More advice on friendship

May 30, 2021 • 5 min

From Introduction to the Devout Life, page 159
By St. Francis de Sales

Chapter XXII.

More Advice on Friendship.

I have another important piece of advice to give you on this subject.

Friendship requires great communication between friends, otherwise it can neither grow nor subsist. Therefore it often happens that, with this communication of friendship, divers other communications insensibly glide from one heart to another, by a mutual infusion and reciprocal intercourse of affections, inclinations, and impressions.

But this happens especially when we have a high esteem for him whom we love; for then we open our heart in such a manner to his friendship that, together with it, his inclinations and impressions enter rapidly in their full stream, be they good or bad.

Certainly the bees that gather the honey of Heraclea seek nothing but honey; but yet, with the honey they insensibly suck the poisonous qualities of the aconite, from which they gather it.

On these occasions, Philothea, we must carefully put in practice what the Saviour of our souls was accustomed to say: “Be ye good bankers, or changers of money:” that is to say, “Receive not bad money with the good, nor base gold with the fine;” separate that which is precious from that which is vile; for there is scarcely any person that has not some imperfection.

For why should we receive promiscuously the faults and imperfections of a friend, together with his friendship? We must love him indeed, notwithstanding his imperfections, but we must neither love nor receive his imperfections; for friendship requires a communication of good, not of evil.

Therefore, as they that draw gravel out of the river Tagus separate the gold which they find to carry it away and leave the sand on the banks, so they who have the intercommunication of some good friendship ought to separate from it the sand of imperfections, and not suffer it to enter into their souls.

St. Gregory Nazianzen testifies, that many, loving and admiring St. Basil, were brought insensibly to imitate him, even in his outward imperfections, as in his slow speech, his abstracted and pensive spirit, the fashion of his beard, and in his gait.

And we often see husbands, wives, children, and friends, who, having a great esteem for their friends, parents, husbands, and wives, get, either by condescension or imitation, a thousand little bad habits, which they have one with another.

Now, this ought by no means to be so, for everyone has evil inclinations enough of his own, without charging himself with those of others; and friendship is so far from requiring it that, on the contrary, it obliges us mutually to aid and assist one another, with a view to our being freed from all kinds of imperfections.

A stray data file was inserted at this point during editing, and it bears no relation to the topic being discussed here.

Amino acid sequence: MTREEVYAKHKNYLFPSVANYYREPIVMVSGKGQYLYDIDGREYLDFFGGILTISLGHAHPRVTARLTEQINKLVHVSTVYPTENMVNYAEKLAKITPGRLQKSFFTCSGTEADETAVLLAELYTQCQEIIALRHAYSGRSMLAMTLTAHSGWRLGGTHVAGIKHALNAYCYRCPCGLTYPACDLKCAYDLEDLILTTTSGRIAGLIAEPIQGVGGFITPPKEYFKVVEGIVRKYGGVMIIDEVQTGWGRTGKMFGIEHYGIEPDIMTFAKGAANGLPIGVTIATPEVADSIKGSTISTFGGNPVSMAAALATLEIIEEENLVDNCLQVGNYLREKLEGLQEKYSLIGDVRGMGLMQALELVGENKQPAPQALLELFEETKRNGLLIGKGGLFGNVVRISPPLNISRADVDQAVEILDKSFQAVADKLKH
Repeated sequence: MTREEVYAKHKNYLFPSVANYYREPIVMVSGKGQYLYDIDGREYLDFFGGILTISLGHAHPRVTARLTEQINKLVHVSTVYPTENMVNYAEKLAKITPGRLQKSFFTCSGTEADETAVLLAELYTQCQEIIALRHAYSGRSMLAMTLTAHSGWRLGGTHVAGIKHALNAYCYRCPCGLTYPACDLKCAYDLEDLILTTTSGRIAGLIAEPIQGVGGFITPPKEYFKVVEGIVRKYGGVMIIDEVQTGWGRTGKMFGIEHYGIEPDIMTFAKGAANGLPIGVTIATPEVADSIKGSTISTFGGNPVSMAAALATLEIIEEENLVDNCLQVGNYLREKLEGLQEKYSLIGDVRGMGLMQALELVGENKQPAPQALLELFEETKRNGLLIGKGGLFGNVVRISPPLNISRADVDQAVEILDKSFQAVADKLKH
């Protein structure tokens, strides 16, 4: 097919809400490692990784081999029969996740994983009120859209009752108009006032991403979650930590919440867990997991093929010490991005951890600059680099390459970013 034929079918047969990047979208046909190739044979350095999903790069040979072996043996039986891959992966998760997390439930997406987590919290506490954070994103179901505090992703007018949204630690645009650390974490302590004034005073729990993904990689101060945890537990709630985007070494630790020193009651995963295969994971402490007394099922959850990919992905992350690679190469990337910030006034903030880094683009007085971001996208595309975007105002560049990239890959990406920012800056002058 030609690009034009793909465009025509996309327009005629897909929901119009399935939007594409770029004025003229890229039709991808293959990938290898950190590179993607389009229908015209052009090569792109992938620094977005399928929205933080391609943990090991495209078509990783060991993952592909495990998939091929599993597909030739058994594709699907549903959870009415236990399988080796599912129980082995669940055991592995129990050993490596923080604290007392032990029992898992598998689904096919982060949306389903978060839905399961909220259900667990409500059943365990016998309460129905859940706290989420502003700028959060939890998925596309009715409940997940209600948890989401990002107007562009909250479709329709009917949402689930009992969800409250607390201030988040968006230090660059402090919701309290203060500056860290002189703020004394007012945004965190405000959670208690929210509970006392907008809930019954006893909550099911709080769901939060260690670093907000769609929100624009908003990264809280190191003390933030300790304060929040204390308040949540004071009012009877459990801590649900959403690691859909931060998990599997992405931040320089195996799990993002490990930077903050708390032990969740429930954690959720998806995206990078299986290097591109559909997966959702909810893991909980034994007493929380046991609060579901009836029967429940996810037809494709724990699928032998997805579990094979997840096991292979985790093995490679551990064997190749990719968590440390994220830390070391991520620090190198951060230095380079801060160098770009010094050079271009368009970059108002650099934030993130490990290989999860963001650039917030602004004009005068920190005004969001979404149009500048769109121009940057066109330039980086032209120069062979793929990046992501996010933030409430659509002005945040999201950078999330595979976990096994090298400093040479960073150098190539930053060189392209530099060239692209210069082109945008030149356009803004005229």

We must indeed meekly bear with our friend in his imperfections, but we must not lead him into imperfections, much less imitate his imperfections ourselves.

But I speak only of imperfections; for as to sins, we must neither occasion them, nor tolerate them in our friends. It is either a weak or a wicked friendship to behold our friend perish and not to help him; to see him die of an abscess, and not to dare to open it with a lancet of correction, to save his life. True and living friendship cannot subsist in the midst of sin.

It is said that the salamander extinguishes the fire in which he lies, so sin destroys the friendship in which it lodges. If it be but a transient sin, friendship will presently put it to flight by correction; but if it be habitual, and take up a permanent abode, friendship immediately perishes, for it cannot exist but upon the solid foundation of virtue.

We must never, then, commit sin for friendship’s sake. A friend becomes an enemy when he would lead us to sin; and he deserves to lose his friend when he would destroy his soul.

It is an infallible mark of false friendship to see it exercised towards a vicious person, whatsoever kind his sins may be; for if he whom we love is vicious, without doubt our friendship is also vicious; since, seeing that it cannot respect true virtue, it must needs be grounded on some frivolous virtue, or sensual quality.

Society formed for trade purposes among merchants is but a shadow of true friendship, since it is not made for the love of the persons, but for the love of gain.

Finally, the two following divine sentences are the two main pillars to secure a Christian life; the one is that of the wise man: “He that fears God shall likewise have a good friendship;” the other is that of the Apostle St. James: “The friendship of this world is the enemy of God.”

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